「なんだかんだ言って 有名なゲームは大体おもしろい」 (Nandakanda Itte Yuumei na Geemu wa Daitai Omoshiroi)
“Say What You Want; Famous Games are Usually Fun”
Winter’s true romance in Horimiya may still be a day away, but never think we cannot get a bit of preparation beforehand courtesy of Jaku-Chara. School-life, romance, and the always ugly (if perpetually informative) phase of growing up, this series has it all, and I dare say it’s going to be a fun ride.
As per preview enlightenment, Jaku-Chara can largely be thought of as an Oregairu–ReLIFE mix with some NetoYome gamer flavour. Main man Fumiya (Satou Gen) is the typical introverted shut-in, hating anything and everything to do with actual life while getting his kicks in via the online game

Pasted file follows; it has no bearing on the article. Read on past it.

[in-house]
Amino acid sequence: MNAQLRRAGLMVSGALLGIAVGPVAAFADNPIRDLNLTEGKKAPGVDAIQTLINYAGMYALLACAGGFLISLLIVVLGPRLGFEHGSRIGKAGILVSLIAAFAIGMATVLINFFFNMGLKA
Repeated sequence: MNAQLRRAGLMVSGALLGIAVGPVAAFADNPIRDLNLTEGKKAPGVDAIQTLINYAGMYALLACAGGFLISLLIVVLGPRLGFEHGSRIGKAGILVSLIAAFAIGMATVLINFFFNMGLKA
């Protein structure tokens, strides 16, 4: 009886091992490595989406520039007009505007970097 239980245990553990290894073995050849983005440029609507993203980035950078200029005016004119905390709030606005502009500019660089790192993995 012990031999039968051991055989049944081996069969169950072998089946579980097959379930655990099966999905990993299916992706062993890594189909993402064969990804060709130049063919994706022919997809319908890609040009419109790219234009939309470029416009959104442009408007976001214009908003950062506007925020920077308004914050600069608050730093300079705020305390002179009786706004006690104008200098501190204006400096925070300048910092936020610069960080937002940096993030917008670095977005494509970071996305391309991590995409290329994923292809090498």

Super Smash Bros Attack Families. Of which he just happens to be Japan’s top player under the handle nanashi. It’s the usual setup many similar series utilize right down to dismissive classmates, and more so once main girl Aoi (Kanemoto Hisako) enters the picture. Yes, she’s the ubiquitous popular girl perfect at everything from sports to academics and social involvement, but she’s also Attack Families’ second-best Japanese player NO NAME. After finding out who nanashi actually is quelle surprise at her distaste which in turn quickly leads to a desire to help turn his fortunes around. And from there, well, you can guess where things are headed plot-wise. After all, getting a girlfriend as a medium-term goal for Fumiya certainly sets the stakes high.